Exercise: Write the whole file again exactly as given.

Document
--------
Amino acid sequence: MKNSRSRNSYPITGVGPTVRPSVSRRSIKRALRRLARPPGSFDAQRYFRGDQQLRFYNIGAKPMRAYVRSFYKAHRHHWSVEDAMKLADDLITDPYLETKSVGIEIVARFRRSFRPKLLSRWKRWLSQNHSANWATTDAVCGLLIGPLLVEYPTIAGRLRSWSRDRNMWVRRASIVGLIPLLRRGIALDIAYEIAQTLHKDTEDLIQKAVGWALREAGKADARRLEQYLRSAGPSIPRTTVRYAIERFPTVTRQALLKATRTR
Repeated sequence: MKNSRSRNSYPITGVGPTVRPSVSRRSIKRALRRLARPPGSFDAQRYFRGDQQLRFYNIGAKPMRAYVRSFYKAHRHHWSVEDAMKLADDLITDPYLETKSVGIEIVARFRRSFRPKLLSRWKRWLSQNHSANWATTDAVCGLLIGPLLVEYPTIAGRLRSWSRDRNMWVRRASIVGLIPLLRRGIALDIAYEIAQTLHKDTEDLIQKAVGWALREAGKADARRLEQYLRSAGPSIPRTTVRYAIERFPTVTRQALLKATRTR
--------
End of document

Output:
Amino acid sequence: MKNSRSRNSYPITGVGPTVRPSVSRRSIKRALRRLARPPGSFDAQRYFRGDQQLRFYNIGAKPMRAYVRSFYKAHRHHWSVEDAMKLADDLITDPYLETKSVGIEIVARFRRSFRPKLLSRWKRWLSQNHSANWATTDAVCGLLIGPLLVEYPTIAGRLRSWSRDRNMWVRRASIVGLIPLLRRGIALDIAYEIAQTLHKDTEDLIQKAVGWALREAGKADARRLEQYLRSAGPSIPRTTVRYAIERFPTVTRQALLKATRTR
Repeated sequence: MKNSRSRNSYPITGVGPTVRPSVSRRSIKRALRRLARPPGSFDAQRYFRGDQQLRFYNIGAKPMRAYVRSFYKAHRHHWSVEDAMKLADDLITDPYLETKSVGIEIVARFRRSFRPKLLSRWKRWLSQNHSANWATTDAVCGLLIGPLLVEYPTIAGRLRSWSRDRNMWVRRASIVGLIPLLRRGIALDIAYEIAQTLHKDTEDLIQKAVGWALREAGKADARRLEQYLRSAGPSIPRTTVRYAIERFPTVTRQALLKATRTR